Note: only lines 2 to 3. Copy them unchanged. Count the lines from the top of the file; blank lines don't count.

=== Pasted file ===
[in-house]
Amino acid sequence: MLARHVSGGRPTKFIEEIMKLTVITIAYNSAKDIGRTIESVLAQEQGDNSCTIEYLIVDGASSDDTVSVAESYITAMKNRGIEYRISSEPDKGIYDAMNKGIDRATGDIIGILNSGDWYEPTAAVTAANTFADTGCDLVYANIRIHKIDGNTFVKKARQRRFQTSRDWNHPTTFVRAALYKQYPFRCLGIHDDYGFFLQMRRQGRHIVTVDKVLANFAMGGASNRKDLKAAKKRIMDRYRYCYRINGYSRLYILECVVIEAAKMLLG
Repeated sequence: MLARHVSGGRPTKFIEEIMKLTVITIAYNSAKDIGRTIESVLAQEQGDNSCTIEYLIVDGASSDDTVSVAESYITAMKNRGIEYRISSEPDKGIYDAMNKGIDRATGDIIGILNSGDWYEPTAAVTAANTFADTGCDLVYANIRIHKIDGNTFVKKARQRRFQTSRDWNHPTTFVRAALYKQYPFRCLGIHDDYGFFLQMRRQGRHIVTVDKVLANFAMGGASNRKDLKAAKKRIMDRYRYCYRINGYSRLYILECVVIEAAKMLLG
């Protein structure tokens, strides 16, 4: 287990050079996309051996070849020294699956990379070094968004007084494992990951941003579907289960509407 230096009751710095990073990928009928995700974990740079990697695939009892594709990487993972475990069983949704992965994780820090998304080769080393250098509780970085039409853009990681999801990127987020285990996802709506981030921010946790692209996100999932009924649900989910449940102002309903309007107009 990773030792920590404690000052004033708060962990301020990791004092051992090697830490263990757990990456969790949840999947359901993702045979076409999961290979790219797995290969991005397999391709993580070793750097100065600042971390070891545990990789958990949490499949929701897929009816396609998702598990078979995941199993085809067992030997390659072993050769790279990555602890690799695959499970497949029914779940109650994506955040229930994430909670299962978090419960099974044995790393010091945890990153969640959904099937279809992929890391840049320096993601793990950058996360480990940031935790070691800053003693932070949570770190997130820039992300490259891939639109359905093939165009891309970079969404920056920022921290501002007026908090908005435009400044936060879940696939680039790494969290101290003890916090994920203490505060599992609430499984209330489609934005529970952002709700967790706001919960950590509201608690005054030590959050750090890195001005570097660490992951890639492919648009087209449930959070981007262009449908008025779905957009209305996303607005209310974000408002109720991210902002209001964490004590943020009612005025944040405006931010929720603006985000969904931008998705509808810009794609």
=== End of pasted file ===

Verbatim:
Amino acid sequence: MLARHVSGGRPTKFIEEIMKLTVITIAYNSAKDIGRTIESVLAQEQGDNSCTIEYLIVDGASSDDTVSVAESYITAMKNRGIEYRISSEPDKGIYDAMNKGIDRATGDIIGILNSGDWYEPTAAVTAANTFADTGCDLVYANIRIHKIDGNTFVKKARQRRFQTSRDWNHPTTFVRAALYKQYPFRCLGIHDDYGFFLQMRRQGRHIVTVDKVLANFAMGGASNRKDLKAAKKRIMDRYRYCYRINGYSRLYILECVVIEAAKMLLG
Repeated sequence: MLARHVSGGRPTKFIEEIMKLTVITIAYNSAKDIGRTIESVLAQEQGDNSCTIEYLIVDGASSDDTVSVAESYITAMKNRGIEYRISSEPDKGIYDAMNKGIDRATGDIIGILNSGDWYEPTAAVTAANTFADTGCDLVYANIRIHKIDGNTFVKKARQRRFQTSRDWNHPTTFVRAALYKQYPFRCLGIHDDYGFFLQMRRQGRHIVTVDKVLANFAMGGASNRKDLKAAKKRIMDRYRYCYRINGYSRLYILECVVIEAAKMLLG